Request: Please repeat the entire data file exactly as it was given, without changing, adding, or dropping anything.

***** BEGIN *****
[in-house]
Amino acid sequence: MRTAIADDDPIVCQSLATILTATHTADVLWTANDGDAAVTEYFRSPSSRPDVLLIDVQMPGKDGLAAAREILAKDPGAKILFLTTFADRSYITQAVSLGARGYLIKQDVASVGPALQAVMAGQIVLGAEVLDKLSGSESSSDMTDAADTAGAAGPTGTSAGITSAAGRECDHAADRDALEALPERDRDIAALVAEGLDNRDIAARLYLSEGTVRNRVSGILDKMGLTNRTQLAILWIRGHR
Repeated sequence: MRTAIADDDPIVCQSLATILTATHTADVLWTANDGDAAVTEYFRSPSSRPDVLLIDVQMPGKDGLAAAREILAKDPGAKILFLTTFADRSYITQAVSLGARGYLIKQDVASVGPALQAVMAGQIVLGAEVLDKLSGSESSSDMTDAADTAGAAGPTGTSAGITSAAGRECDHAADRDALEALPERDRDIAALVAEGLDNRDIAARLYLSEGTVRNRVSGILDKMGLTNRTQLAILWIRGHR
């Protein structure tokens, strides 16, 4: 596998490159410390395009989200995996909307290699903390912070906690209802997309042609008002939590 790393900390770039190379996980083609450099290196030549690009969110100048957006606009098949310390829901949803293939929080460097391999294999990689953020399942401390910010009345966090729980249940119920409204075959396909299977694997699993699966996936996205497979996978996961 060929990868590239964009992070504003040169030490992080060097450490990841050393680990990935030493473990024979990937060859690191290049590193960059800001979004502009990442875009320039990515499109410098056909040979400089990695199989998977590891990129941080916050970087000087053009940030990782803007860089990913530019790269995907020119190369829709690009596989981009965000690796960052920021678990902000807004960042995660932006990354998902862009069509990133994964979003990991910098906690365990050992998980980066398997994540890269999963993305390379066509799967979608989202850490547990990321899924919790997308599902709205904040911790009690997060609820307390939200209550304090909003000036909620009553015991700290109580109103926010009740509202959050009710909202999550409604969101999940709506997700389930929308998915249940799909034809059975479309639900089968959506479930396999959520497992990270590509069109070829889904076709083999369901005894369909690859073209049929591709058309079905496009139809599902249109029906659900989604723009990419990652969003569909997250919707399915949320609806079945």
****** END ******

[in-house]
Amino acid sequence: MRTAIADDDPIVCQSLATILTATHTADVLWTANDGDAAVTEYFRSPSSRPDVLLIDVQMPGKDGLAAAREILAKDPGAKILFLTTFADRSYITQAVSLGARGYLIKQDVASVGPALQAVMAGQIVLGAEVLDKLSGSESSSDMTDAADTAGAAGPTGTSAGITSAAGRECDHAADRDALEALPERDRDIAALVAEGLDNRDIAARLYLSEGTVRNRVSGILDKMGLTNRTQLAILWIRGHR
Repeated sequence: MRTAIADDDPIVCQSLATILTATHTADVLWTANDGDAAVTEYFRSPSSRPDVLLIDVQMPGKDGLAAAREILAKDPGAKILFLTTFADRSYITQAVSLGARGYLIKQDVASVGPALQAVMAGQIVLGAEVLDKLSGSESSSDMTDAADTAGAAGPTGTSAGITSAAGRECDHAADRDALEALPERDRDIAALVAEGLDNRDIAARLYLSEGTVRNRVSGILDKMGLTNRTQLAILWIRGHR
């Protein structure tokens, strides 16, 4: 596998490159410390395009989200995996909307290699903390912070906690209802997309042609008002939590 790393900390770039190379996980083609450099290196030549690009969110100048957006606009098949310390829901949803293939929080460097391999294999990689953020399942401390910010009345966090729980249940119920409204075959396909299977694997699993699966996936996205497979996978996961 060929990868590239964009992070504003040169030490992080060097450490990841050393680990990935030493473990024979990937060859690191290049590193960059800001979004502009990442875009320039990515499109410098056909040979400089990695199989998977590891990129941080916050970087000087053009940030990782803007860089990913530019790269995907020119190369829709690009596989981009965000690796960052920021678990902000807004960042995660932006990354998902862009069509990133994964979003990991910098906690365990050992998980980066398997994540890269999963993305390379066509799967979608989202850490547990990321899924919790997308599902709205904040911790009690997060609820307390939200209550304090909003000036909620009553015991700290109580109103926010009740509202959050009710909202999550409604969101999940709506997700389930929308998915249940799909034809059975479309639900089968959506479930396999959520497992990270590509069109070829889904076709083999369901005894369909690859073209049929591709058309079905496009139809599902249109029906659900989604723009990419990652969003569909997250919707399915949320609806079945």